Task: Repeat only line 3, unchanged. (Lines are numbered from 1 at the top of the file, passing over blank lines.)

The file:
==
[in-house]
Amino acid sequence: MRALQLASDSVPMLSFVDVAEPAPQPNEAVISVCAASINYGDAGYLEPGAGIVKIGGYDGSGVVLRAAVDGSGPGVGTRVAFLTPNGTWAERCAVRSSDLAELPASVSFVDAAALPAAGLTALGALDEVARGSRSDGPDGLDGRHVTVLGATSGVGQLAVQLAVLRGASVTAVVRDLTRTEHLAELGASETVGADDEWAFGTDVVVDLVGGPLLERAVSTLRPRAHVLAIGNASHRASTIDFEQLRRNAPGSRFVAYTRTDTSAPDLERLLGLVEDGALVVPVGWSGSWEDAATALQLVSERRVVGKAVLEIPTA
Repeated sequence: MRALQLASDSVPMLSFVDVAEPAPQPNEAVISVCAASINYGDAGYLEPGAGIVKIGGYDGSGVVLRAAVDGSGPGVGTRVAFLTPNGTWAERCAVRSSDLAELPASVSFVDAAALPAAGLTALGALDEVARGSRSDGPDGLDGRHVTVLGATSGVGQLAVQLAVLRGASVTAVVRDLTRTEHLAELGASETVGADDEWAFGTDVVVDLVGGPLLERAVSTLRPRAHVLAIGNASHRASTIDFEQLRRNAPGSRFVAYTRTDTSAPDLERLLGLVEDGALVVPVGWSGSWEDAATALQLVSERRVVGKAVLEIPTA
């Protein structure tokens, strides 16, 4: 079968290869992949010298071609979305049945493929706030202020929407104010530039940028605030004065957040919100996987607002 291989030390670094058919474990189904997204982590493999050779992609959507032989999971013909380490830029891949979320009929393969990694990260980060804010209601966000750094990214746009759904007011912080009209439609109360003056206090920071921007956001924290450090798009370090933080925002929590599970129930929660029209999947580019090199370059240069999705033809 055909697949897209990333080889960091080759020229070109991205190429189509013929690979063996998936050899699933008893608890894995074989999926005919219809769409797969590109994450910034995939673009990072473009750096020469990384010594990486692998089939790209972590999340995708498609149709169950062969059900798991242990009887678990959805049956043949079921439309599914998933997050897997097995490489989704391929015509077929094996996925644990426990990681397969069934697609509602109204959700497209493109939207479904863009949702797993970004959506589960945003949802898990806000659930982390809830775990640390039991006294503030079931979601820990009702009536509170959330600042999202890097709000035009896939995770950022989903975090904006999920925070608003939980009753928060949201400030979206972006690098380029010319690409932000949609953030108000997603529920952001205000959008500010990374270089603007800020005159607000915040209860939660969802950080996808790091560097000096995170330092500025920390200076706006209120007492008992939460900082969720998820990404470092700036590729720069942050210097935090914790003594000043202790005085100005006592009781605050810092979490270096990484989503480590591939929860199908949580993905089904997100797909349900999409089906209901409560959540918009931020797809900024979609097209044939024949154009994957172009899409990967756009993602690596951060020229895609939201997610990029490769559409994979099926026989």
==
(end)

Repeated sequence: MRALQLASDSVPMLSFVDVAEPAPQPNEAVISVCAASINYGDAGYLEPGAGIVKIGGYDGSGVVLRAAVDGSGPGVGTRVAFLTPNGTWAERCAVRSSDLAELPASVSFVDAAALPAAGLTALGALDEVARGSRSDGPDGLDGRHVTVLGATSGVGQLAVQLAVLRGASVTAVVRDLTRTEHLAELGASETVGADDEWAFGTDVVVDLVGGPLLERAVSTLRPRAHVLAIGNASHRASTIDFEQLRRNAPGSRFVAYTRTDTSAPDLERLLGLVEDGALVVPVGWSGSWEDAATALQLVSERRVVGKAVLEIPTA